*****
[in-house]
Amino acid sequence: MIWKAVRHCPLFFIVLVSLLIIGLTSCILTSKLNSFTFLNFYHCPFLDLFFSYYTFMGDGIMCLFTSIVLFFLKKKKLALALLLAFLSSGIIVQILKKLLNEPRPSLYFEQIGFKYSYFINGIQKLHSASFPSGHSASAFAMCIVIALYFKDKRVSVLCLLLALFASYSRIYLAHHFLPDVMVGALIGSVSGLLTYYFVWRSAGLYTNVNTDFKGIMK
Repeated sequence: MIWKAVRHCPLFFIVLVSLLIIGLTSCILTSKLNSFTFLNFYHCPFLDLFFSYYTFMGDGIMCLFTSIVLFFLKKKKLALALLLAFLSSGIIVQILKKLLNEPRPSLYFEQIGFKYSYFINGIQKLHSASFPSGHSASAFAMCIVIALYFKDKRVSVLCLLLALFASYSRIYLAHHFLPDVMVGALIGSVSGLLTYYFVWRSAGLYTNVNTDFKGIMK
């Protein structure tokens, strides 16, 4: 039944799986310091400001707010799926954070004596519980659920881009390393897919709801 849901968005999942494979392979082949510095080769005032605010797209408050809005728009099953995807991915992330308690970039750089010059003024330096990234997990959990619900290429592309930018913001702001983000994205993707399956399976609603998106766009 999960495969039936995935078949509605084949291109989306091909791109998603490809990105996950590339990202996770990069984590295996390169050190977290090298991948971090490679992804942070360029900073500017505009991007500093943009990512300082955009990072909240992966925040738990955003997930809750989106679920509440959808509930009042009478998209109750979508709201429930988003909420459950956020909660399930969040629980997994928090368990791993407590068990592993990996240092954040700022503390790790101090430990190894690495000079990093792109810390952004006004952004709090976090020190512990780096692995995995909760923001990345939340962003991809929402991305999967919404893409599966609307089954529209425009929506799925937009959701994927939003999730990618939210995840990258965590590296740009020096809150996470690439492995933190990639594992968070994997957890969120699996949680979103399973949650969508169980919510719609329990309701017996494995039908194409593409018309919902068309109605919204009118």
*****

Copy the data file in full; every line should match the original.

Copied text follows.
[in-house]
Amino acid sequence: MIWKAVRHCPLFFIVLVSLLIIGLTSCILTSKLNSFTFLNFYHCPFLDLFFSYYTFMGDGIMCLFTSIVLFFLKKKKLALALLLAFLSSGIIVQILKKLLNEPRPSLYFEQIGFKYSYFINGIQKLHSASFPSGHSASAFAMCIVIALYFKDKRVSVLCLLLALFASYSRIYLAHHFLPDVMVGALIGSVSGLLTYYFVWRSAGLYTNVNTDFKGIMK
Repeated sequence: MIWKAVRHCPLFFIVLVSLLIIGLTSCILTSKLNSFTFLNFYHCPFLDLFFSYYTFMGDGIMCLFTSIVLFFLKKKKLALALLLAFLSSGIIVQILKKLLNEPRPSLYFEQIGFKYSYFINGIQKLHSASFPSGHSASAFAMCIVIALYFKDKRVSVLCLLLALFASYSRIYLAHHFLPDVMVGALIGSVSGLLTYYFVWRSAGLYTNVNTDFKGIMK
């Protein structure tokens, strides 16, 4: 039944799986310091400001707010799926954070004596519980659920881009390393897919709801 849901968005999942494979392979082949510095080769005032605010797209408050809005728009099953995807991915992330308690970039750089010059003024330096990234997990959990619900290429592309930018913001702001983000994205993707399956399976609603998106766009 999960495969039936995935078949509605084949291109989306091909791109998603490809990105996950590339990202996770990069984590295996390169050190977290090298991948971090490679992804942070360029900073500017505009991007500093943009990512300082955009990072909240992966925040738990955003997930809750989106679920509440959808509930009042009478998209109750979508709201429930988003909420459950956020909660399930969040629980997994928090368990791993407590068990592993990996240092954040700022503390790790101090430990190894690495000079990093792109810390952004006004952004709090976090020190512990780096692995995995909760923001990345939340962003991809929402991305999967919404893409599966609307089954529209425009929506799925937009959701994927939003999730990618939210995840990258965590590296740009020096809150996470690439492995933190990639594992968070994997957890969120699996949680979103399973949650969508169980919510719609329990309701017996494995039908194409593409018309919902068309109605919204009118």